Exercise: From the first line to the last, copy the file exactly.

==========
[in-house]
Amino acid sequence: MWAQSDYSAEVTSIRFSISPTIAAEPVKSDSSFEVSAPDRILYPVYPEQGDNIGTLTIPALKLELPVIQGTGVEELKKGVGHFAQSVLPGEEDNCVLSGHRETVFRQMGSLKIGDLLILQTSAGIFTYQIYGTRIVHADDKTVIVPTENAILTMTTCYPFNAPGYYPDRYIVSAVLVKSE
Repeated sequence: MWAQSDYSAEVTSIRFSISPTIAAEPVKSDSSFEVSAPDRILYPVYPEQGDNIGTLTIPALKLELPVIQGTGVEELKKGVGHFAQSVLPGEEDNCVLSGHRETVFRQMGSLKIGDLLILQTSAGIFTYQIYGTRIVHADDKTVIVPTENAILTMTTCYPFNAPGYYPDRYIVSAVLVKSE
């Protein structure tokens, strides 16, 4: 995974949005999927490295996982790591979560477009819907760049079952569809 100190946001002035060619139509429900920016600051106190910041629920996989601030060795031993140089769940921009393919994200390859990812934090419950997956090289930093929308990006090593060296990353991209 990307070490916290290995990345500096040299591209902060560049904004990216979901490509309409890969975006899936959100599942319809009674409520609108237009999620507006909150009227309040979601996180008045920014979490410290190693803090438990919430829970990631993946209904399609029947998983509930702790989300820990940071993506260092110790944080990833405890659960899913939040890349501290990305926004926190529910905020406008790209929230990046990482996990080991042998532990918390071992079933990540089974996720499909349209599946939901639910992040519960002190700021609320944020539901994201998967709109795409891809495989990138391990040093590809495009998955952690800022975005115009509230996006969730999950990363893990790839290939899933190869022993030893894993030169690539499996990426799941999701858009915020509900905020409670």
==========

[in-house]
Amino acid sequence: MWAQSDYSAEVTSIRFSISPTIAAEPVKSDSSFEVSAPDRILYPVYPEQGDNIGTLTIPALKLELPVIQGTGVEELKKGVGHFAQSVLPGEEDNCVLSGHRETVFRQMGSLKIGDLLILQTSAGIFTYQIYGTRIVHADDKTVIVPTENAILTMTTCYPFNAPGYYPDRYIVSAVLVKSE
Repeated sequence: MWAQSDYSAEVTSIRFSISPTIAAEPVKSDSSFEVSAPDRILYPVYPEQGDNIGTLTIPALKLELPVIQGTGVEELKKGVGHFAQSVLPGEEDNCVLSGHRETVFRQMGSLKIGDLLILQTSAGIFTYQIYGTRIVHADDKTVIVPTENAILTMTTCYPFNAPGYYPDRYIVSAVLVKSE
């Protein structure tokens, strides 16, 4: 995974949005999927490295996982790591979560477009819907760049079952569809 100190946001002035060619139509429900920016600051106190910041629920996989601030060795031993140089769940921009393919994200390859990812934090419950997956090289930093929308990006090593060296990353991209 990307070490916290290995990345500096040299591209902060560049904004990216979901490509309409890969975006899936959100599942319809009674409520609108237009999620507006909150009227309040979601996180008045920014979490410290190693803090438990919430829970990631993946209904399609029947998983509930702790989300820990940071993506260092110790944080990833405890659960899913939040890349501290990305926004926190529910905020406008790209929230990046990482996990080991042998532990918390071992079933990540089974996720499909349209599946939901639910992040519960002190700021609320944020539901994201998967709109795409891809495989990138391990040093590809495009998955952690800022975005115009509230996006969730999950990363893990790839290939899933190869022993030893894993030169690539499996990426799941999701858009915020509900905020409670």